I remember back in 2004/2005 time frame the company I was at paying well over $100,000 for a 8-way Itanium system with 128GB of memory to run Oracle databases. The systems of today whether it is the aforementioned blade or countless others can run circles around such hardware now at a tiny fraction of the price. It wasn’t unreasonable just a few short years ago to pay more than $1M for a system that had 512GB of memory and 24-48 CPUs, and now you can get it for less than $50,000(in this case using HP web pricing). That big $1M system probably consumed at least 5-10kW of power and a full rack as well, vs now the same capacity can go for ~800W(100% load off the top of my head) and you can get at least 32 of them in a rack(barring power/cooling constraints).

Granted that big $1M system was far more redundant and available than the small blade or rack mount server, but at the time if you wanted so many CPU cores and memory in a single system you really had no choice but to go big, really big. And if I was paying $1M for a system I’d want it to be highly redundant anyways!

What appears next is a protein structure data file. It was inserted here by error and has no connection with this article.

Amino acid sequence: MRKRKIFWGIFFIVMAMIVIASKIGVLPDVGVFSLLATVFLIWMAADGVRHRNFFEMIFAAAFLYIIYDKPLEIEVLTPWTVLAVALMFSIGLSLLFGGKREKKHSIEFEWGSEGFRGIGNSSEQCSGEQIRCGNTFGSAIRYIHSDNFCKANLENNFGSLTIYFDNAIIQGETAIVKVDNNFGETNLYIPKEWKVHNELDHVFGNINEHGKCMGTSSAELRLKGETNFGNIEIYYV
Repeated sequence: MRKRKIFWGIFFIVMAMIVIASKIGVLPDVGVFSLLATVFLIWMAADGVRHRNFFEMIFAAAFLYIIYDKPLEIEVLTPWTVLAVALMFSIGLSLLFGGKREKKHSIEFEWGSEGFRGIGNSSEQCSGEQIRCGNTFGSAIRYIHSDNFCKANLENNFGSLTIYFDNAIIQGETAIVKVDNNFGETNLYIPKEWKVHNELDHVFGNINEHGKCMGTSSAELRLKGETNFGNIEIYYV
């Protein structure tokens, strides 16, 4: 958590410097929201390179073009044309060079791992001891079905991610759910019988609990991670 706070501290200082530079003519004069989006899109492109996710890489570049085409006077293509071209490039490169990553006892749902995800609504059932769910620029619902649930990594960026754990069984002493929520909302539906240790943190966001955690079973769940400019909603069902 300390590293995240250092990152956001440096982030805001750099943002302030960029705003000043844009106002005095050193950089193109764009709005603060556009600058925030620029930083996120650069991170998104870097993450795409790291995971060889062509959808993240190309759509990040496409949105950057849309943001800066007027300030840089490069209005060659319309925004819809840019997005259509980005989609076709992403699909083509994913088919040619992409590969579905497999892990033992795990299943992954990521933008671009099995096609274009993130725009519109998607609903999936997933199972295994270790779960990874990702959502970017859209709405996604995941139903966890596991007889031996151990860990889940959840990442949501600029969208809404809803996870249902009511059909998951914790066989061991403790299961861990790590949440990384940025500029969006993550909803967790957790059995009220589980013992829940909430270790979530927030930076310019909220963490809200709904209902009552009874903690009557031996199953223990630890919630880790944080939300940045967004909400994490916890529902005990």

With networking, well 10GbE has gotten to be dirt cheap, just think back a few years ago if you wanted a switch with 48 x 10GbE ports you’d be looking at I’d say $300k+ and it’d take the better part of a rack. Now you can get such switches in a 1U form factor from some vendors(2U from others), for sub $40k?